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Nickel and PGE Mafic and Ultramafic Systems

The CET undertakes world-leading research into the development of Nickel, platinum group element, and other mafic- and ultramafic-hosted mineralisation. Our team has an enviable track record in the field-based characterisation and chemical and isotopic investigation of deposits, focusing in particular on enhancing exploration success for these important commodities.

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  • CET featured in ABC evening news: Sulfur holds key to next generation of mining deposits

    Sep 10, 2015
    Research associate Dr. Crystal LaFlamme and PhD candidate Stefano Caruso were joined by Adjunct Professor and CET board member Dr. Jon Hronsky from Western Mining Services and featured in an ABC news clipping and article entitled: Sulfur could hold key to next generation of mining deposits, research says. At the Centre for Exploration Targeting at the University of Western Australia we work as a team in collaboration with students and colleagues from CSIRO, GSWA and Curtin University to incorporate geophysical and geochemical techniques to better target mineral systems that are often not exposed at the surface. Within the framework of the Australian Research Council Centre of Excellence for Core to Crust Fluid Systems (CCFS), this project, funded by the Minerals Research Institute of Western Australia (MRIWA), is an extraordinary opportunity to take advantage of the latest advances in conceptual targeting models and technology to unlock the mineral wealth of Western Australia.
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  • CET researchers published in Special Publication

    Apr 20, 2015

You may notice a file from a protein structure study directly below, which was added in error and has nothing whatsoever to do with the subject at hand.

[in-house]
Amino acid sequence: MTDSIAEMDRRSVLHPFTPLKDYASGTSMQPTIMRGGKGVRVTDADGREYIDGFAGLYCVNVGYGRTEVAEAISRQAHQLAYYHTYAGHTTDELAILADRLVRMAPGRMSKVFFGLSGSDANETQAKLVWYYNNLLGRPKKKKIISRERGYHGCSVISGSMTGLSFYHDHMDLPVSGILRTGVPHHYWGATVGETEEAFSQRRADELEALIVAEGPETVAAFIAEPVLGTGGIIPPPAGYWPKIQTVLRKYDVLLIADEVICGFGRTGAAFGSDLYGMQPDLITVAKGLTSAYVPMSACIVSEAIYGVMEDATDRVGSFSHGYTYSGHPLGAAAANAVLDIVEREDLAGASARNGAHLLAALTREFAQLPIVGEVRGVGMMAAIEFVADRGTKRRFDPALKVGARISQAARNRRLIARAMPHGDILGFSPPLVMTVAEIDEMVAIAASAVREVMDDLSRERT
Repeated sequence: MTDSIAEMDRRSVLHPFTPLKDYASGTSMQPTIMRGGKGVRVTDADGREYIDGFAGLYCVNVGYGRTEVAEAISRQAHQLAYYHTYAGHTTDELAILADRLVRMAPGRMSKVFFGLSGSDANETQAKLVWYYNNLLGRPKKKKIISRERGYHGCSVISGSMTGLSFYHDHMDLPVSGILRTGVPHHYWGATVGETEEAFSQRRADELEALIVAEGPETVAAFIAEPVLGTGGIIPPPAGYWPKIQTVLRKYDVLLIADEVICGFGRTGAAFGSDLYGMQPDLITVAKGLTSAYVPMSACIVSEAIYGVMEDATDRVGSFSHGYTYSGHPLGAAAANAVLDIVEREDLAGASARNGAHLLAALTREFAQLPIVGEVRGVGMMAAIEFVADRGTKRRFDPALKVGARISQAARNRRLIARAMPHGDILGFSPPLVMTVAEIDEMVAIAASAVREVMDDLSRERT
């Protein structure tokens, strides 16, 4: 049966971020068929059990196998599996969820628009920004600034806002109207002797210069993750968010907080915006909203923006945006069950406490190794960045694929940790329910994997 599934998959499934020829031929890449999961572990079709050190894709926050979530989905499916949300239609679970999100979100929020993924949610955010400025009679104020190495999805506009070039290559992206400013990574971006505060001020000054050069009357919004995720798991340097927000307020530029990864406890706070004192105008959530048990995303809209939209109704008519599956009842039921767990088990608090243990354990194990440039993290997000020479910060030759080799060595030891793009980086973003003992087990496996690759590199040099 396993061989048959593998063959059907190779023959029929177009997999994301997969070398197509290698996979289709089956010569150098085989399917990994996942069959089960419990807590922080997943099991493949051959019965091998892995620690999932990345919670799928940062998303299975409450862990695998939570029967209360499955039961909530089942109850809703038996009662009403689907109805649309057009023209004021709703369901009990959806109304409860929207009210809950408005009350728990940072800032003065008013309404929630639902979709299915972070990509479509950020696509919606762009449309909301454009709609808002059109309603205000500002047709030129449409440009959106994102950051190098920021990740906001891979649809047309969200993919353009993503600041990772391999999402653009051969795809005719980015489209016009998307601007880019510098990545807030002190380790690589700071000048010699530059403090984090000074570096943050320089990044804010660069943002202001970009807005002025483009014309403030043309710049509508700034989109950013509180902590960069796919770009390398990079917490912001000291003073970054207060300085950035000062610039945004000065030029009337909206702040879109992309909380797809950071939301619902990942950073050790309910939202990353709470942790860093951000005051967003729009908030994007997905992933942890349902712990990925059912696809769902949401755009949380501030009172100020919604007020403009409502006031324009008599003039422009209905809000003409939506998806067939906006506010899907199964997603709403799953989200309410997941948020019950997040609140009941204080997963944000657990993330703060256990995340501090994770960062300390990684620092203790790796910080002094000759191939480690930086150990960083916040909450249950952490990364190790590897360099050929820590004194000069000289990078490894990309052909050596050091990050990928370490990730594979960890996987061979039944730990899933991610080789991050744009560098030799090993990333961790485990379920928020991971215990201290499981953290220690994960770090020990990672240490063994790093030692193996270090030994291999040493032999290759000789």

CET researchers published in Special Publication 393 from the Geological Society “Ore Deposits of a Changing Earth."
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  • CCFS Best Poster awarded to visiting MSc student

    Feb 19, 2015
    Congratulations go to visiting MSc student Celia Guergouz for being awarded the Best Presentation Poster Selected by Panel at the recent CCFS Science Advisory Committee Meeting held from 11-14 June, at Macquarie University.
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  • Hottest lava eruption linked to growth of first continents

    Jun 25, 2014
    A collaborative research team has discovered an important link between the eruption of Earth's hottest lavas, the location of some of the largest ore deposits and the emergence of the first land masses on the planet - the continents - more than 2500 million years ago. The research team includes researchers from the Centre for Exploration Targeting at The University of Western Australia and Curtin University, which are key nodes of the ARC Centre of Excellence for Core to Crust Fluid Systems, in collaboration with colleagues from CSIRO and the Geological Survey of Western Australia.
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